Monday, October 24, 2005

Beautiful on the inside

I went to a Halloween party on Saturday night, and the evening turned out to be full of highs and lows. I thought that I'd focus today on the positive things from that night, and I'll get into the negative ones later after I've had a little more time to put them in perspective...

The party was just off of South Street, a very funky section of Philadelphia with a lot of hip bars, goth clothing stores, tattoo parlors, and the occasional fetish boutique. I was invited by someone kind of last minute, and I didn't know the couple that was hosting it or anyone else who would be at the party. Everyone had been encouraged to dress up, and it was clear that most of the people had put alot of thought and work into their costumes. There were a good number of geishas and samurai milling about in ornate silk robes, powdered faces, and black wigs. There was one couple who went as individual halves of the 'American Gothic' portrait, which involved cutting out an oval for their faces and wearing the exact same clothing as the man and woman in the painting. Another woman wore all black and had round black balloons taped in a cluster all around her midsection. That one kind of eluded me until I saw that she was handing out little post-it notes saying 'you have a message', and then I realized that she was a Blackberry.

But hands down, two costumes stood out above the rest in terms of the most unique ones that night. In the female category, a woman came dressed as the Chicken Lady from the sketch comedy show "The Kids in the Hall". She had all of the details down, including the white wig, the pointed nose, the orange tights with chicken feet, and the white feathered boa. In the male category, a man came as Mugatu, which was Will Ferrell's character in the movie 'Zoolander.' The fact that the guy was about 6'6" (actually, 6'8" with that wild hair) only added to the weirdness factor.

One of the more surreal moments of the night came when these two people were off talking in a part of the house right next to the bar. As it so happened, that's where I was located for most of the evening, but that is a separate story for an upcoming entry. It became clear after awhile that Chicken Lady and Mugatu apparently had a history together, and as they continued to talk, I couldn't help overhear (due to the fact that I was actively eavesdropping) the two of them start to admit that they really had feelings for each other beyond just being friends, and that maybe they should give themselves another chance to see where things might lead. It was like a scene right out of "When Harry Met Sally", if you can picture a six-foot-six Billy Crytal with a white goatee finally admitting his feelings to Meg Ryan in a chicken nose.

But the most surreal moment came towards the end of the night--and as it so happened, it also involved the Chicken Lady. A small crowd had gathered in the living room, and the host of the party brought out an acoustic guitar. Chicken Lady, whose real name was Emma, or Emily, or something with an 'E', began to play and little by little, the conversations dropped off all around the house, and more people began to gather around. She was an excellent guitar player, and had a strong, clear voice. Apparently she plays regularly around the city, and has put out her own local CD. She played all of her own songs, and her style was a cross between Sarah McLachlan and Jewel. I can't remember the particular words, but the overall theme was of the highs and lows of relationships.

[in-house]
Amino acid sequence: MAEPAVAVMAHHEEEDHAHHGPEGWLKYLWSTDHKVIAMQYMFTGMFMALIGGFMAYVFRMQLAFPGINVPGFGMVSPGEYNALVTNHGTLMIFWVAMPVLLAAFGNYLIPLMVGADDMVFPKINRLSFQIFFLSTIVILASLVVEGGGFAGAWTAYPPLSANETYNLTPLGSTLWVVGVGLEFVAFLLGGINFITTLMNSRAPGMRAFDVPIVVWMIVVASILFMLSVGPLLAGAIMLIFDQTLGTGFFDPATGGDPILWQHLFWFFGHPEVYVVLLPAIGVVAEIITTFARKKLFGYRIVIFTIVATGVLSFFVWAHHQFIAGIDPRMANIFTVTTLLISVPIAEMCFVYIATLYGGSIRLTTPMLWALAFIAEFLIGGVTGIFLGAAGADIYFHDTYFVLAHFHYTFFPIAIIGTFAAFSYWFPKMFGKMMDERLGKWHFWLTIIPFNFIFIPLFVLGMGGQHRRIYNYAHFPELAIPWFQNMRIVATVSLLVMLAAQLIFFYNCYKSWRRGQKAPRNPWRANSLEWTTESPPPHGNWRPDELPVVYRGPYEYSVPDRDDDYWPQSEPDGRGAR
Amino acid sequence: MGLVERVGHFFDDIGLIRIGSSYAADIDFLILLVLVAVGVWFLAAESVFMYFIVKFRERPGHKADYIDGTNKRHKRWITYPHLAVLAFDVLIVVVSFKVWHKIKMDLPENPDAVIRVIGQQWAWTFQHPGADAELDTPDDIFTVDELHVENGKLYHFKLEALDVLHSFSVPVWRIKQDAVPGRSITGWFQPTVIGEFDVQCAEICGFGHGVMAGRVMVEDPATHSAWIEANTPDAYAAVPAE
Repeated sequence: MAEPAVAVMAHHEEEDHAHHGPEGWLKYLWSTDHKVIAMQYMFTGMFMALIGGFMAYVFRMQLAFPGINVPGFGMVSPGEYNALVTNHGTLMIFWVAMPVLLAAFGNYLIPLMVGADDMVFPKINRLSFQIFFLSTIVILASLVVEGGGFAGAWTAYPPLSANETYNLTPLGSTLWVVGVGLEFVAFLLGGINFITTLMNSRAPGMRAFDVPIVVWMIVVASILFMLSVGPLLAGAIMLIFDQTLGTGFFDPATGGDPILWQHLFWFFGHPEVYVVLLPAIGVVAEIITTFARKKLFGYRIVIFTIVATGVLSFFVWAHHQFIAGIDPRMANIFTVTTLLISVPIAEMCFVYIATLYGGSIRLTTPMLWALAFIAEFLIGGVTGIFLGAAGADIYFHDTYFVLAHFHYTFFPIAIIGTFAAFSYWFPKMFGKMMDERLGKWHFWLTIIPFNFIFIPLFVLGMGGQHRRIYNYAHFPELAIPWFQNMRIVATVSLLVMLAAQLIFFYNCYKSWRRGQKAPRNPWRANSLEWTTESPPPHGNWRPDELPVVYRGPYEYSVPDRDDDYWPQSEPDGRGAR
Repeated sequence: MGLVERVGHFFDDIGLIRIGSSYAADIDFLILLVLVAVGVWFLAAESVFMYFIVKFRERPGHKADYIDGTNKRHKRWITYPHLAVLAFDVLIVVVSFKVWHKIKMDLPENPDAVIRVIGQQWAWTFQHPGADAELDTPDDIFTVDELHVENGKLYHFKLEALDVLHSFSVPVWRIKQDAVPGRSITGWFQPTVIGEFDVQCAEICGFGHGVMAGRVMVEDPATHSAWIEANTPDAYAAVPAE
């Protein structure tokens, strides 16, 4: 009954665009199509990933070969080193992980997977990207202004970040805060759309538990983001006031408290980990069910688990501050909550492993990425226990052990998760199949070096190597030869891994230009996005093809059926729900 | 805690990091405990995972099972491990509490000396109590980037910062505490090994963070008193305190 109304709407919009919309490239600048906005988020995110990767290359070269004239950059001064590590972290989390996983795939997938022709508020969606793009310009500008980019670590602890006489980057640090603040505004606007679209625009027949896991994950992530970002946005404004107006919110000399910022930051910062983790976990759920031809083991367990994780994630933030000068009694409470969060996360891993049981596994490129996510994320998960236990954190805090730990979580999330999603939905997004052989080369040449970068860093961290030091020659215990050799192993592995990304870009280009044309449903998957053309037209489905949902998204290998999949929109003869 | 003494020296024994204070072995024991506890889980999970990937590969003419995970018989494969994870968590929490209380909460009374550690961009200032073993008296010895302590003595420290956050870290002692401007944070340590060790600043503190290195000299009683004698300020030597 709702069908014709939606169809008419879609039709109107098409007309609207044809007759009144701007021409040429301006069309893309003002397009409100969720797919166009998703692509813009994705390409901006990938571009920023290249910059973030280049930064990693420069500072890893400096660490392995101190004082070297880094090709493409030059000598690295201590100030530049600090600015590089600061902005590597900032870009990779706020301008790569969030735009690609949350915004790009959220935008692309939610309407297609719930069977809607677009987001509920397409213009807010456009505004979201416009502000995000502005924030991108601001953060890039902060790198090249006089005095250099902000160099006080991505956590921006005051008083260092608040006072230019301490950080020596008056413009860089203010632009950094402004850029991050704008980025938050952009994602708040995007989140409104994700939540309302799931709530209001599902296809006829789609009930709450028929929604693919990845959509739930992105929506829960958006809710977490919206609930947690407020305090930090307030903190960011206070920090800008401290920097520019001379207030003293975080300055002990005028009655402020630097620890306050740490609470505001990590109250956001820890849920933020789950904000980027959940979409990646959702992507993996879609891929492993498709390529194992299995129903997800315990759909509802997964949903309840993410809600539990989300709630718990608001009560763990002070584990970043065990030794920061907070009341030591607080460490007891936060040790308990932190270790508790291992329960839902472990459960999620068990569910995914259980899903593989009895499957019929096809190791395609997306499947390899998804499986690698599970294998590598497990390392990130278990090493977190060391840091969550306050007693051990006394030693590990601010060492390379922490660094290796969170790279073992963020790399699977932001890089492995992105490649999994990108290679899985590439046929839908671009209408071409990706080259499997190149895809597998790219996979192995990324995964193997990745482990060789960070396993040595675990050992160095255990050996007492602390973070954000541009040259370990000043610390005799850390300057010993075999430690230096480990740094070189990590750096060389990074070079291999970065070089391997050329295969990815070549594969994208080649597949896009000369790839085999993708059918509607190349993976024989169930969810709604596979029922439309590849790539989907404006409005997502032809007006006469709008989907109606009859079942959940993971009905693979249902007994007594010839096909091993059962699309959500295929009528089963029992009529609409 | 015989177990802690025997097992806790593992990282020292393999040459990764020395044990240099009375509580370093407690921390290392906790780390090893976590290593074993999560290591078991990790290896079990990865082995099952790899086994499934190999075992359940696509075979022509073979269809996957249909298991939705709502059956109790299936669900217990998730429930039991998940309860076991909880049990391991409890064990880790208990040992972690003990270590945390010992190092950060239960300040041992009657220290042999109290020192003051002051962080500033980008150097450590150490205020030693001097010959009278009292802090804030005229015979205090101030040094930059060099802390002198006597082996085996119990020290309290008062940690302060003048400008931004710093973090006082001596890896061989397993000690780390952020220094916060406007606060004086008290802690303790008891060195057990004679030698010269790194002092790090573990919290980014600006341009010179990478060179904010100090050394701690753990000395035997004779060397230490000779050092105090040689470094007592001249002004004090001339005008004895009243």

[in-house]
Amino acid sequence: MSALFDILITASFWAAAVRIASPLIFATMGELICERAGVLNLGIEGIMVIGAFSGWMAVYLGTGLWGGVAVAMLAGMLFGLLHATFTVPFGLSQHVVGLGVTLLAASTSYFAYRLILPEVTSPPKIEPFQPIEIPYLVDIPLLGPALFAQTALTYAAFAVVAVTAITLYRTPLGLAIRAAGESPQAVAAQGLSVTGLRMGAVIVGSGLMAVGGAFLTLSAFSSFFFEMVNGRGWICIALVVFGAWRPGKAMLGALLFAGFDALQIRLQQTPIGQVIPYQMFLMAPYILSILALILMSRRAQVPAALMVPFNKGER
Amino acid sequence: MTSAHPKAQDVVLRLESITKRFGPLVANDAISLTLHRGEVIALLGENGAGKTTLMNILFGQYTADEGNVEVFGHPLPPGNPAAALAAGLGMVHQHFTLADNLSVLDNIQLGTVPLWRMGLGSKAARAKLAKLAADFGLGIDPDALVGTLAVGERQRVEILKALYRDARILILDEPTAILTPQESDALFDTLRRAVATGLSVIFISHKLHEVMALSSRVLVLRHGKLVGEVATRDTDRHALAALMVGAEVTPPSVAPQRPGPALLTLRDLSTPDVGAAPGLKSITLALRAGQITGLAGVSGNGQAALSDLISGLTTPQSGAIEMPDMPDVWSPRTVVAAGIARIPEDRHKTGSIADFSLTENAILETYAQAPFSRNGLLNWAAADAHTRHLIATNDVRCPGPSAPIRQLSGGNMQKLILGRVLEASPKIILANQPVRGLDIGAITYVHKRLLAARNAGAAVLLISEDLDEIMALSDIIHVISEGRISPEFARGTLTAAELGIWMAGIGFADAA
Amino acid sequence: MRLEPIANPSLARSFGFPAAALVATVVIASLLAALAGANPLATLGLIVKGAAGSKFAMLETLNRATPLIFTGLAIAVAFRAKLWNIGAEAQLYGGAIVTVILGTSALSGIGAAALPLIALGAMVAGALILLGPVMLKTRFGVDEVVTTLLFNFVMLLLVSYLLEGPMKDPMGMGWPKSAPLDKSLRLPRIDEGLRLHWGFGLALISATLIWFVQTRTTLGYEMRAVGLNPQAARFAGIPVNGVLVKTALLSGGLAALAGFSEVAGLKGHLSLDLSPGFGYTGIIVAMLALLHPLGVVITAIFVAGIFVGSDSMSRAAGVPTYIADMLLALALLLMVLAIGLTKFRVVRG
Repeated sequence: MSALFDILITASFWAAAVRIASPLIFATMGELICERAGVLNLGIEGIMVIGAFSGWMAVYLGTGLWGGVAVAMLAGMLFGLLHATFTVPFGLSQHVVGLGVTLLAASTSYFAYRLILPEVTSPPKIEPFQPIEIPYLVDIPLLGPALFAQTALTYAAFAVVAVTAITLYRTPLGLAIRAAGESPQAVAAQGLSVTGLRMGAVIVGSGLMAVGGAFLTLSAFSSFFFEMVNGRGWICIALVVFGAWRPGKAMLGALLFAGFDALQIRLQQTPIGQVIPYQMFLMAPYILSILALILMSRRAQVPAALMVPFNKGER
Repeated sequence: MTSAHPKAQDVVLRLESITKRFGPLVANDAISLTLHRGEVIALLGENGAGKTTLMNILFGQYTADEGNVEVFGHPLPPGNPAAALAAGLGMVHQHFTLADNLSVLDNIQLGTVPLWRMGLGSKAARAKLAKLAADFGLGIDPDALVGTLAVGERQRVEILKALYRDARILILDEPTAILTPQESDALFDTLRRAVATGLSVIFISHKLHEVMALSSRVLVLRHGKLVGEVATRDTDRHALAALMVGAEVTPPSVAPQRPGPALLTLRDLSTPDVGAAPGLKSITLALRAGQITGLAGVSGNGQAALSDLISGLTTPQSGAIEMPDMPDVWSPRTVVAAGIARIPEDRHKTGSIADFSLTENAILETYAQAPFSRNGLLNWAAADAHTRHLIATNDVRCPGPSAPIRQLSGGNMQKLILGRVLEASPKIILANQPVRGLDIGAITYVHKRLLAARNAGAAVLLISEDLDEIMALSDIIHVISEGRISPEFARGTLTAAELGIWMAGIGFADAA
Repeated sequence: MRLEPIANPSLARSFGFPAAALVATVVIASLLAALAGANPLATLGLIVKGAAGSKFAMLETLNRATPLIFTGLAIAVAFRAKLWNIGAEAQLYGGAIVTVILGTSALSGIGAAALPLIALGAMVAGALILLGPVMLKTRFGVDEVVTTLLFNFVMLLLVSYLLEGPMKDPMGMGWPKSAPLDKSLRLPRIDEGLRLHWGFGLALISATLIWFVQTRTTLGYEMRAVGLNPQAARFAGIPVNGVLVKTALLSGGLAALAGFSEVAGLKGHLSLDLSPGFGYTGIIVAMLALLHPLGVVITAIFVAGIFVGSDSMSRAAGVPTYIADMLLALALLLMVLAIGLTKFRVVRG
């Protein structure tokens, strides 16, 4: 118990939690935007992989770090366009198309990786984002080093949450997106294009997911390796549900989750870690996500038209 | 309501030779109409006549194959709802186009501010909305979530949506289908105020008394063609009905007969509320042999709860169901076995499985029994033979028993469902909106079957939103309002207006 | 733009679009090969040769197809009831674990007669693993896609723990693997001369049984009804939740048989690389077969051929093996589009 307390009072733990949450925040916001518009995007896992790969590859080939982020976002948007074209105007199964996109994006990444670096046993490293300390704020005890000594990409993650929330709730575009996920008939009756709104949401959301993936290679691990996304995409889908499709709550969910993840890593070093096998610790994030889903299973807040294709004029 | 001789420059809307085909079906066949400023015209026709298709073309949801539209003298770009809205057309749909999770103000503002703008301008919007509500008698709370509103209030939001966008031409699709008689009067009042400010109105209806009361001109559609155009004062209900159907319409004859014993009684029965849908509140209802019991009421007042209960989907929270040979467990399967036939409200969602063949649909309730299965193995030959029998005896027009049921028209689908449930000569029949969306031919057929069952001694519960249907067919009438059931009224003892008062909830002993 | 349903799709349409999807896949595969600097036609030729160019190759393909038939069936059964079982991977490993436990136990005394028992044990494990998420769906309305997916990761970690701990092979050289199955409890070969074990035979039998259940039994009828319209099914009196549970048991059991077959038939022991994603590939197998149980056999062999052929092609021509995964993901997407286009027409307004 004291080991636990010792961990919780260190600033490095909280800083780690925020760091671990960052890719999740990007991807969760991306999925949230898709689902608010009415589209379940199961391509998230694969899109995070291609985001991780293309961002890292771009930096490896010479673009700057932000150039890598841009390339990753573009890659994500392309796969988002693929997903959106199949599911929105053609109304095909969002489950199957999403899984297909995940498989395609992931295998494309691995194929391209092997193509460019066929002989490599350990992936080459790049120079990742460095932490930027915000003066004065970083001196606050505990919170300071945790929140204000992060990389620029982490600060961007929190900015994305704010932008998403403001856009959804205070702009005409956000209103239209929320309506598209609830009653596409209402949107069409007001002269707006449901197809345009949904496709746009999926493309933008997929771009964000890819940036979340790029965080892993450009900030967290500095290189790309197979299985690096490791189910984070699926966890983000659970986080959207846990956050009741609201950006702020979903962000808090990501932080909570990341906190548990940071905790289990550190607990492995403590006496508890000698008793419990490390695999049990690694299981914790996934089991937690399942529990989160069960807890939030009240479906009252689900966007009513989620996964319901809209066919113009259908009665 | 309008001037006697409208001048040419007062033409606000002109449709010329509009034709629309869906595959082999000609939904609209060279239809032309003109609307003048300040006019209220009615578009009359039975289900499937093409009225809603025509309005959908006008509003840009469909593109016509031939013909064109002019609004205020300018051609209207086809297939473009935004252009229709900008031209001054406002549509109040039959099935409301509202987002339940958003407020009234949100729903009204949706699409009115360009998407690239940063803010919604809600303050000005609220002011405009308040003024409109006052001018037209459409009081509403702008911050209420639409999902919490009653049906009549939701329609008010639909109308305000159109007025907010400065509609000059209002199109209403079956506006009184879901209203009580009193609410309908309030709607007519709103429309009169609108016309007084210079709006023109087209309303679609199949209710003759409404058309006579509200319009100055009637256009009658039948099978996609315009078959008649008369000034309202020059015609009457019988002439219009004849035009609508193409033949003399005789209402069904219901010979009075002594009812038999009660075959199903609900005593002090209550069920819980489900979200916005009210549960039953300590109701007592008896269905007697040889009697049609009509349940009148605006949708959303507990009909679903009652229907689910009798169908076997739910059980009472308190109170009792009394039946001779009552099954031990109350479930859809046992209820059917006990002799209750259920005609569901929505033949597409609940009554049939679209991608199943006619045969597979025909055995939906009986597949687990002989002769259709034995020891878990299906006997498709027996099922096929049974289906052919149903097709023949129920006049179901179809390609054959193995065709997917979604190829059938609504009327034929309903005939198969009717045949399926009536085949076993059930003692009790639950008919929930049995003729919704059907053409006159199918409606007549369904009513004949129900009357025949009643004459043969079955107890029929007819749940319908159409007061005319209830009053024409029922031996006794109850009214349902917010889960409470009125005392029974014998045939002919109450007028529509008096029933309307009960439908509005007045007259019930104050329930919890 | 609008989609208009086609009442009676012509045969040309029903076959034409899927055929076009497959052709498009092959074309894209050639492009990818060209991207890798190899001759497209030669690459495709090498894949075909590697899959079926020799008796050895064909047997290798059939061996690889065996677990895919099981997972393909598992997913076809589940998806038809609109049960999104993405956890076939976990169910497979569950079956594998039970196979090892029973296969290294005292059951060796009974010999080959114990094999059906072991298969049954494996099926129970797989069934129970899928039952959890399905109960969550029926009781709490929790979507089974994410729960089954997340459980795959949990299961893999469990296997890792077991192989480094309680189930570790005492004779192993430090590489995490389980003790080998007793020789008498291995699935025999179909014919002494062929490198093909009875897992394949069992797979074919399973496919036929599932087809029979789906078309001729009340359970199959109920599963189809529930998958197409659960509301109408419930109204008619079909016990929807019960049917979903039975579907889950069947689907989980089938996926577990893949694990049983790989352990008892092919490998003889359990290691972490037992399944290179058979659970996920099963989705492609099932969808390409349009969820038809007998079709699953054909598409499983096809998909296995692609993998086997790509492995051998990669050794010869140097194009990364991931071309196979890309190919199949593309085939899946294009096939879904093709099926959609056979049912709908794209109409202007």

The longer she played, I found my focus being drawn closely in towards her face--particularly her eyes. She sang with such passion that her emotions shone through despite the make-up and costume that she was wearing. As ridiculous as that picture sounds, this woman in a white wig, fake nose, feather boa, and orange tights held that entire room spellbound with her intensity. I wasn't looking at a funny person in a silly outfit anymore--I was looking at a very gifted artist opening up and pouring out her heart through music.

After about 30 minutes, she set the guitar aside to loud applause, and the illusion was broken. She was back to being the Chicken Lady, receiving compliments from a guy in a Superman costume (with an excessively enhanced 'package' beneath his tights) and a woman dressed as a hippie. The stereo was turned back on and the house began to fill up again with the sound of dozens of overlapping conversations. Later it occurred to me that if by chance we passed by each other on the street someday, I'd have no idea who she was outside of her costume. But if I were to ever hear that voice again filling up an entire room from some random stage one night, I would recognize her in an instant.